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Saturday, March 10, 2012

Song of the Week! 10 March 2012


Remember, March 2012 is our IdolM@ster special!

Our second feature of the Idolm@ster franchise is about its portable history, and together with it one of the most challenging songs from that universe in Taiko. You probably already know this song too.

Kirame Kirari (キラメキラリ) ---Old---
Version
Taiko 12.5 to 14, Taiko PSP DXx4 (198)x6 (275) x8 (475)x9 (691)
Taiko 0, Taiko Wii U1x3 (198)x6 (275) x7 (475)x9 (691)

 Kirame Kirari (キラメキラリ)
Version
Taiko 3DS2


x9 (691)
Taiko 12.5, 13, 14, 0, Taiko PSP DX, Taiko 3DS2, Taiko Wii U 1, im@s MS Red
180
none
 kirame


Kirame Kirari comes from the PSP game trilogy The Idolm@ster SP, and is composed from the couple Satoru Kousaki/yura, the same people who made GO MY WAY!!, one of last week's featured songs.

Due to the limited data capacity of the UMD, 765 Production's nine idols (the fictional name of the company housing idols) were split into trios for three different PSP games, named Perfect Sun, Wondering Star and Missing Moon. The three games were released simultaneously on February 19, 2009, featuring the same game mechanics which made the original arcade such a hit.

The main difference lies in the plot: now the player's idols must face off new opponents from a rival talent company, named 961 Production (sound familiar? Hold that thought for a bit). Two of their idols, Hibiki and Takane, come from rejected idol projects from the very first game, while the third one, Miki from the XBox games, has temporarily left the 765 Pro staff. Now back to 961. We've seen this number being used before as the maximum combo for a few songs, most notably Doom Noiz and Hikari no Kanata e Ura, and can be pronounced as 'ku-ro-i' (black), a perfect villain color for a rival company. Anyway, this is where the 961 in Taiko comes from, even though there hasn't been a single IdolM@ster song in Taiko with this many notes before.

Now on with the song in itself! Kirame Kirari involves the aforementioned composer/lyricist duo from many other Im@s-related songs in order to deliver one of the first personal/image songs for the idol Yayoi Takatsuki (高槻やよい), voiced by Nigo Mayago (仁後真耶子). As for many other Idolm@ster-related tracks in Taiko no Tatsujin, the playable version of Kirame Kirari is the group one with the singing provided by all the 765 Pro Studio idols; however, a playable version of the original Yayoi solo is available on Must Songs Red Album, with the group version being completely unavailable only in that game.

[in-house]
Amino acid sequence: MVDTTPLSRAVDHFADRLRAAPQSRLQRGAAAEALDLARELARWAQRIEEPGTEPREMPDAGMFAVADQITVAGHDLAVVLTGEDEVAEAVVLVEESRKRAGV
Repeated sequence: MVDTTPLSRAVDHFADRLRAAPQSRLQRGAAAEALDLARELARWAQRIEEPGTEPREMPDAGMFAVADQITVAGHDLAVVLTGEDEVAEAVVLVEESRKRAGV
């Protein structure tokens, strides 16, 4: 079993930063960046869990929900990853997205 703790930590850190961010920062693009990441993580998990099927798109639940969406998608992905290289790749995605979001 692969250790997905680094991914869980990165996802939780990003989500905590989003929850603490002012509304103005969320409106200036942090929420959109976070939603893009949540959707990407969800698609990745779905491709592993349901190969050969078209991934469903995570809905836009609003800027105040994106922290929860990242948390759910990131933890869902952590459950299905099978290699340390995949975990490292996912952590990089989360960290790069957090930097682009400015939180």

Started as an exclusive track to the MASTER ARTIST album series, Kirame Kirar made its playable debut in the main series with the aformentioned Idolm@ster SP trilogy of games, only to be ported months later (on May 2009) to the xBox 360 IdolM@ster game, where it became part of the downloadable content catalog alongside other customization goodies. Two months later it was featured in the Taiko Zoryoban arcade machine (a.k.a Taiko 12.5) to highlight the new song from PSP, along with the unlockable song I Want.

This song is one of the most popular IdolM@ster songs among avid Taiko players for one reason; it has been the toughest IdolM@ster song for the longest time and it's quite a high 9* when compared to other songs of the previous charting generation as well! While the note patterns don't deviate much from the usual patterns expected of an IdolM@ster song, the high BPM and presence of more and longer clusters than usual contribute to its difficulty, and it is one of the few songs which actually survived Taiko 0's brutal difficulty cuts. On Taiko PSP DX, the song is referenced as coming from a later game, The Idolm@ster 2.

 Kirame Kirari (キラメキラリ) ---New---
Version
Taiko 3DS2x3 (140)x4 (203)x6 (418)x9 (691)
 Taiko 3DS 2, im@s MS Red
 180
 none
 imskrm


Exclusive to the console grounds as of this writing, Kirame Kirari was also one of the candidates for the large-scale notechart revamp kickstarted in 2015. The new notechart comes with a different selection of clusters, large notes among those cluster almost Hyakki Yakou style, and Go-go Times by the half-stanza, all peculiarly resulting in the same note count. Made available after the big announcement, the old Oni notechart is attached with the new Regular notechart as its Ura in that game.

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